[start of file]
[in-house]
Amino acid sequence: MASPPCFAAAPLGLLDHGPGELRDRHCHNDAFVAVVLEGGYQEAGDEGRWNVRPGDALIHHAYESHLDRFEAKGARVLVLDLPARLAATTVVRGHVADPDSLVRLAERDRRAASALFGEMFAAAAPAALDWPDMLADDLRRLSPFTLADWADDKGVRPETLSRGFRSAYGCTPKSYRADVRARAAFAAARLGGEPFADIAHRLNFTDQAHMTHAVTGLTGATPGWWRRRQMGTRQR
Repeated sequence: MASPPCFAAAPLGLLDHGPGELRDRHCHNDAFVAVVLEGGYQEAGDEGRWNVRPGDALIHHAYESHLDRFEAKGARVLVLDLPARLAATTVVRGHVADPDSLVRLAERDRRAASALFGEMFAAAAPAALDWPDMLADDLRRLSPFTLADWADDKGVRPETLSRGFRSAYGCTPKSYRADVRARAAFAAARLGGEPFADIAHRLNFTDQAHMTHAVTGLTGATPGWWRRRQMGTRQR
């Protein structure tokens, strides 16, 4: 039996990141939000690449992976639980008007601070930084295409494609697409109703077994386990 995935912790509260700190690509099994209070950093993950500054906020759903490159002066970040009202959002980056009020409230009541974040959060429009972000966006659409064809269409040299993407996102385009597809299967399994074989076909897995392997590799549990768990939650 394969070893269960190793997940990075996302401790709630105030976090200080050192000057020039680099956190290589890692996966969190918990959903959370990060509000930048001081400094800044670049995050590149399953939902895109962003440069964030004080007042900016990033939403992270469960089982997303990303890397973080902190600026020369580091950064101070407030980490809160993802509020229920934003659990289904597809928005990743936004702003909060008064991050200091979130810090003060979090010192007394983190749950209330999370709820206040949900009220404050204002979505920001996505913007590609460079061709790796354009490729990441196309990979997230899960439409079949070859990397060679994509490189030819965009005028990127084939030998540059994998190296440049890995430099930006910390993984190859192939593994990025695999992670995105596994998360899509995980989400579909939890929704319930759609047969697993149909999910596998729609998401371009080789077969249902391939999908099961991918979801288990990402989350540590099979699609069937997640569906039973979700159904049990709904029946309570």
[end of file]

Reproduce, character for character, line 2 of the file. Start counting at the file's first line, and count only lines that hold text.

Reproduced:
Amino acid sequence: MASPPCFAAAPLGLLDHGPGELRDRHCHNDAFVAVVLEGGYQEAGDEGRWNVRPGDALIHHAYESHLDRFEAKGARVLVLDLPARLAATTVVRGHVADPDSLVRLAERDRRAASALFGEMFAAAAPAALDWPDMLADDLRRLSPFTLADWADDKGVRPETLSRGFRSAYGCTPKSYRADVRARAAFAAARLGGEPFADIAHRLNFTDQAHMTHAVTGLTGATPGWWRRRQMGTRQR